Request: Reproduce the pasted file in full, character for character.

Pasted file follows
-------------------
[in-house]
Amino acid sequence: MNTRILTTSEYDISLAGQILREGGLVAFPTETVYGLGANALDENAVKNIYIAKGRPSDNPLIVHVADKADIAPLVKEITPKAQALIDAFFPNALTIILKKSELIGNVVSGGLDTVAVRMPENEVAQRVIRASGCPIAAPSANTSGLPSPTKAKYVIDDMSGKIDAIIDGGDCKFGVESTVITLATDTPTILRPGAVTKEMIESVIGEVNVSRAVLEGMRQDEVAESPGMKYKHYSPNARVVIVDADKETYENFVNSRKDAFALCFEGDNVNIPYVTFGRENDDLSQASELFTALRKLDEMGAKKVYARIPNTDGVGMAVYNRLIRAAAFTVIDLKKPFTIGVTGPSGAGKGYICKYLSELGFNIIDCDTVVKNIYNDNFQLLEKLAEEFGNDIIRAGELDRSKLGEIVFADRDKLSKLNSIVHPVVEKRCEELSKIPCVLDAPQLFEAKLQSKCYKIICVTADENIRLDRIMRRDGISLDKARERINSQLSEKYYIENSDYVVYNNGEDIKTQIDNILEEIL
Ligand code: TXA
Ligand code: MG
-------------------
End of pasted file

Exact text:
[in-house]
Amino acid sequence: MNTRILTTSEYDISLAGQILREGGLVAFPTETVYGLGANALDENAVKNIYIAKGRPSDNPLIVHVADKADIAPLVKEITPKAQALIDAFFPNALTIILKKSELIGNVVSGGLDTVAVRMPENEVAQRVIRASGCPIAAPSANTSGLPSPTKAKYVIDDMSGKIDAIIDGGDCKFGVESTVITLATDTPTILRPGAVTKEMIESVIGEVNVSRAVLEGMRQDEVAESPGMKYKHYSPNARVVIVDADKETYENFVNSRKDAFALCFEGDNVNIPYVTFGRENDDLSQASELFTALRKLDEMGAKKVYARIPNTDGVGMAVYNRLIRAAAFTVIDLKKPFTIGVTGPSGAGKGYICKYLSELGFNIIDCDTVVKNIYNDNFQLLEKLAEEFGNDIIRAGELDRSKLGEIVFADRDKLSKLNSIVHPVVEKRCEELSKIPCVLDAPQLFEAKLQSKCYKIICVTADENIRLDRIMRRDGISLDKARERINSQLSEKYYIENSDYVVYNNGEDIKTQIDNILEEIL
Ligand code: TXA
Ligand code: MG